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#1 MentalFloss  Icon User is offline

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[Help] Calling eval() on an object

Posted 09 December 2013 - 01:38 AM

[SOLVED]

I'm not getting the results I expect when I am calling eval() for an object. I created this:

class Product(object):
    def __init__(self, name, price):
        self.name = name
        self.price = price
        
    def __str__(self):
        return format("name=%s,price=%.2f" % (self.name,self.price))
        
    def __repr__(self):
        return format("Product(%r,%.2f)" % (self.name,self.price))



I'm to understand from the documentation (2.7) that eval() will retrieve from __repr__() on that object. The thing is, the hashes are not matching up. Let me show you what I mean.

>>> from repr_test import Product
>>> p = Product('widget',1.0)
>>> p
Product('widget',1.00)
>>> eval('p')
Product('widget',1.00)
>>> # they are the same right?
... 
>>> eval(repr(p))
Product('widget',1.00)
>>> a = eval(repr(p))
>>> hash(p) == hash(a)
False
>>> a.__dict__
{'price': 1.0, 'name': 'widget'}
>>> p.__dict__
{'price': 1.0, 'name': 'widget'}
>>> id(a)
139639415770384
>>> id(p)
139639415769552
>>> hash(a)
8727463485649
>>> hash(p)
8727463485597
>>> # now i will call eval on the object.
... 
>>> b = eval('p') # as you remember, this returned Product('widget',1.00)
>>> hash(p) == hash(B)/>/>/>
True
>>> # What is going on?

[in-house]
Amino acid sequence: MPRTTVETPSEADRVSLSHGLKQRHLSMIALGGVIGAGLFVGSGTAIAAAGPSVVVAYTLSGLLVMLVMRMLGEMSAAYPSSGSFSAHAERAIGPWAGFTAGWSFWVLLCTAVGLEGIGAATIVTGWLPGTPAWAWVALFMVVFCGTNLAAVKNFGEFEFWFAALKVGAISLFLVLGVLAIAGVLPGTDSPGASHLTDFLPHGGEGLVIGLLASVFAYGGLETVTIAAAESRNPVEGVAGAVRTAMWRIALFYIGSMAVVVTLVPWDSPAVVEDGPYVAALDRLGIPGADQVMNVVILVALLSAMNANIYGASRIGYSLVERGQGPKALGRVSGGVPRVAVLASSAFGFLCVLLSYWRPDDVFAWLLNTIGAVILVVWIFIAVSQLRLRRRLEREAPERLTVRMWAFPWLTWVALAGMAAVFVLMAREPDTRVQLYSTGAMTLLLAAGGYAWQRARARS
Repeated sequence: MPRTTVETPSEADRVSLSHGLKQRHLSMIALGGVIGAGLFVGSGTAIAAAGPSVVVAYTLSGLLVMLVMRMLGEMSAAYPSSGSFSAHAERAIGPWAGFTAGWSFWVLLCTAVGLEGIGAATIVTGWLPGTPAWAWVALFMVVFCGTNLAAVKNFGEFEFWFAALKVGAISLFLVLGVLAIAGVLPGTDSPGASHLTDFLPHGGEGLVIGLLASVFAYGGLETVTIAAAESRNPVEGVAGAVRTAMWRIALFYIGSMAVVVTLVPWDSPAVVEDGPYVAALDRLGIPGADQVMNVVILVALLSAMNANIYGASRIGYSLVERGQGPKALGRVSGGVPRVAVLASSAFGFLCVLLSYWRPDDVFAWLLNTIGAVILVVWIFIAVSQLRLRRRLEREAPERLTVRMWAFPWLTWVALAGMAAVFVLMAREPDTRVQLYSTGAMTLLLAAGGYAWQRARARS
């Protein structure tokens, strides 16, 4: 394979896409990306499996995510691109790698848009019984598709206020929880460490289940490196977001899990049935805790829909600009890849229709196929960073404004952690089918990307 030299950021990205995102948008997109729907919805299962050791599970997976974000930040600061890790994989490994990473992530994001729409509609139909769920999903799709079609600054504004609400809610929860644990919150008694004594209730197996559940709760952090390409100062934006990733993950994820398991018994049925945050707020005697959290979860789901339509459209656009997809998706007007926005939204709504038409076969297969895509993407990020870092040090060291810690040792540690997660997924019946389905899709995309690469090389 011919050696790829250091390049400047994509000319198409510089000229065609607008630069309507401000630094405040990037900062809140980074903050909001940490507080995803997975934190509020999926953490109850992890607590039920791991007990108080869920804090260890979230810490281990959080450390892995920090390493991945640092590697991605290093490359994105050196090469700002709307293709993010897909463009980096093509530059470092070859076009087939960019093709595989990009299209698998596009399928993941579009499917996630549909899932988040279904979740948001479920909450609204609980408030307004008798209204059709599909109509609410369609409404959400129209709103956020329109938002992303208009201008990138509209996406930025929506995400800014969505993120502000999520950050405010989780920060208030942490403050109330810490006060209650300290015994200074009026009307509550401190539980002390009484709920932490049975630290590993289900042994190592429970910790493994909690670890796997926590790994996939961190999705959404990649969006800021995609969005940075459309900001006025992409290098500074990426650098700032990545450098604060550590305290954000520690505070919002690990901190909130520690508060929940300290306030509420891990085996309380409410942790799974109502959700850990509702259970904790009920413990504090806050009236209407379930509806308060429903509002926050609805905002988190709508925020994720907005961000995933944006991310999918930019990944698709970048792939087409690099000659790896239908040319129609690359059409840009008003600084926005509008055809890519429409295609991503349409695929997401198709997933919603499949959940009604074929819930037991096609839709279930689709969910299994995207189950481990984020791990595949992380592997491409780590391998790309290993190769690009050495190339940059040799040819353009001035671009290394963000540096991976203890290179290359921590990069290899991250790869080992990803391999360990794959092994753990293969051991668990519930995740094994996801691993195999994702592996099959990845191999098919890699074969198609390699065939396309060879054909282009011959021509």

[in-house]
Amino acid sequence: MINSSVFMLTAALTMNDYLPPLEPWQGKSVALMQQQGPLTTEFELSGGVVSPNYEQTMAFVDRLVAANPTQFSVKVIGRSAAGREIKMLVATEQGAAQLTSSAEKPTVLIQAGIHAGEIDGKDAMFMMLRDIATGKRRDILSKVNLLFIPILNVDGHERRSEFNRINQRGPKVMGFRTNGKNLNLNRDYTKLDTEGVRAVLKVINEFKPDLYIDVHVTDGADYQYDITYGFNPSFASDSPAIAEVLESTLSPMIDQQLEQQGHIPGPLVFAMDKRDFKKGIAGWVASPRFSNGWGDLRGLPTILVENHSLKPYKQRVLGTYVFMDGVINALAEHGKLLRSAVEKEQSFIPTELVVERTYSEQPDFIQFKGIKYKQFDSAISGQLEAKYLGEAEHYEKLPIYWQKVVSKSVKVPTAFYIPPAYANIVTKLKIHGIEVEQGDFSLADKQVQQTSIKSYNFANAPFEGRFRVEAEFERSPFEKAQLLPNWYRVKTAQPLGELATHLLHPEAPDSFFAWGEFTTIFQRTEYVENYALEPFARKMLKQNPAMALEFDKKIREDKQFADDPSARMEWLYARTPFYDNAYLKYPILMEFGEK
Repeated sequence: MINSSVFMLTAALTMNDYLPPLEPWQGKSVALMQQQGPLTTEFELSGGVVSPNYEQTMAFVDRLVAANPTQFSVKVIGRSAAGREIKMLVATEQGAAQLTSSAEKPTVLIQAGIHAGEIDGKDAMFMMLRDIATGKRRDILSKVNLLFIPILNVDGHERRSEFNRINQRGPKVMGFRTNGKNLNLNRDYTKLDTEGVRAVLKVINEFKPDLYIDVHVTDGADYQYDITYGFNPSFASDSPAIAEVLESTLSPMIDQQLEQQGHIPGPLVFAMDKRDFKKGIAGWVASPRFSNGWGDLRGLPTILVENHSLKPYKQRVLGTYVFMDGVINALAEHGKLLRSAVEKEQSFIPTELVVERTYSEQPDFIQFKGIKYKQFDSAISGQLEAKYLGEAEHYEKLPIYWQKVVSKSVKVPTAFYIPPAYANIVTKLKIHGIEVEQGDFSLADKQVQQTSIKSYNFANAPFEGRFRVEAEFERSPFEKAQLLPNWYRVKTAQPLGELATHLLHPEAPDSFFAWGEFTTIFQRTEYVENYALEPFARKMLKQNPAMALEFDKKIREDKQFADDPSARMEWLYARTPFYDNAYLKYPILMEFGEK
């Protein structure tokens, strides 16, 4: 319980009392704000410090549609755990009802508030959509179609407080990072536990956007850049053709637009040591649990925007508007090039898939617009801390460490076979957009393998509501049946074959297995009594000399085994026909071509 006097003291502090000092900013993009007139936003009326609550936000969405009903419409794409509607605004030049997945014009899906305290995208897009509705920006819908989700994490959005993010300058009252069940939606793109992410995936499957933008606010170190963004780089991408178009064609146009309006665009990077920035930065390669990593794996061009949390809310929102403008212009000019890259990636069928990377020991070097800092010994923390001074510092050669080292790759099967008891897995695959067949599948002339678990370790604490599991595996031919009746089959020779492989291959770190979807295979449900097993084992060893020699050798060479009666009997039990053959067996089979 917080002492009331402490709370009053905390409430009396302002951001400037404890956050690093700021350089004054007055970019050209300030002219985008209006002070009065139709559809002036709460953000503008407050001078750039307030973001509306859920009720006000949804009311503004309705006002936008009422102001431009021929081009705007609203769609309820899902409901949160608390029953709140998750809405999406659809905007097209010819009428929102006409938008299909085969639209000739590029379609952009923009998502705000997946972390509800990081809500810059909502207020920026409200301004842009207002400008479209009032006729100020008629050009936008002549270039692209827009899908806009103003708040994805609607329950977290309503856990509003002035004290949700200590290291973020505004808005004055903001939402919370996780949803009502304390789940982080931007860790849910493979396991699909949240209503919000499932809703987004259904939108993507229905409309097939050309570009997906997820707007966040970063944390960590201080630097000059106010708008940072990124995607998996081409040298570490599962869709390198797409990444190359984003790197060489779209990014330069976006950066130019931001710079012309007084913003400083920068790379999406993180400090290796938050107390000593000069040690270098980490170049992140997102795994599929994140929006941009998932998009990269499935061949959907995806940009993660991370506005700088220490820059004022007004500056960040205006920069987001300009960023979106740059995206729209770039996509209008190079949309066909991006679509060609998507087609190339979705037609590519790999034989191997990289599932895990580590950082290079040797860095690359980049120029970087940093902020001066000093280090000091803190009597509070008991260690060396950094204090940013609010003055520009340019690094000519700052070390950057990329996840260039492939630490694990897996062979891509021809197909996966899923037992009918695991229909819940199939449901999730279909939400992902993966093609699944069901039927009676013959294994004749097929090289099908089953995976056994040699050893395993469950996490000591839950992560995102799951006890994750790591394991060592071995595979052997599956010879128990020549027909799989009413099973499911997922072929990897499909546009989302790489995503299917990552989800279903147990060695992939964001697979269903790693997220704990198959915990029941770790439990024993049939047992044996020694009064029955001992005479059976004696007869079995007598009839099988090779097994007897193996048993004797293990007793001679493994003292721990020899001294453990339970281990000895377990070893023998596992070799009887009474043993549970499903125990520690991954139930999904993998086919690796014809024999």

Please help. I am very confused.

This post has been edited by MentalFloss: 09 December 2013 - 05:46 PM


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Replies To: [Help] Calling eval() on an object

#2 jon.kiparsky  Icon User is offline

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Re: [Help] Calling eval() on an object

Posted 09 December 2013 - 02:26 AM

Quote

# What is going on?


Look at the types.


>>> class Foo:
...     def __init__ (self, val):
...             self.val = val
...     def __repr__(self):
...             return self.val
... 

>>> f1 = Foo('foo')
>>> type(eval('f1'))
<type 'instance'>
>>> type(f1)
<type 'instance'>
>>> f1 == eval('f1')
True
>>> 


So it's not surprising that

>>> hash(f1) == hash (eval('f1'))
True



eval ('f1') returns the object f1. This makes sense. Consider the documentation case
>>> x = 1
>>> print eval('x+1')
2


This could only work if

>>> print eval('x')
1


(that is, it returns the number 1, not the string representation '1')

This post has been edited by jon.kiparsky: 09 December 2013 - 02:26 AM

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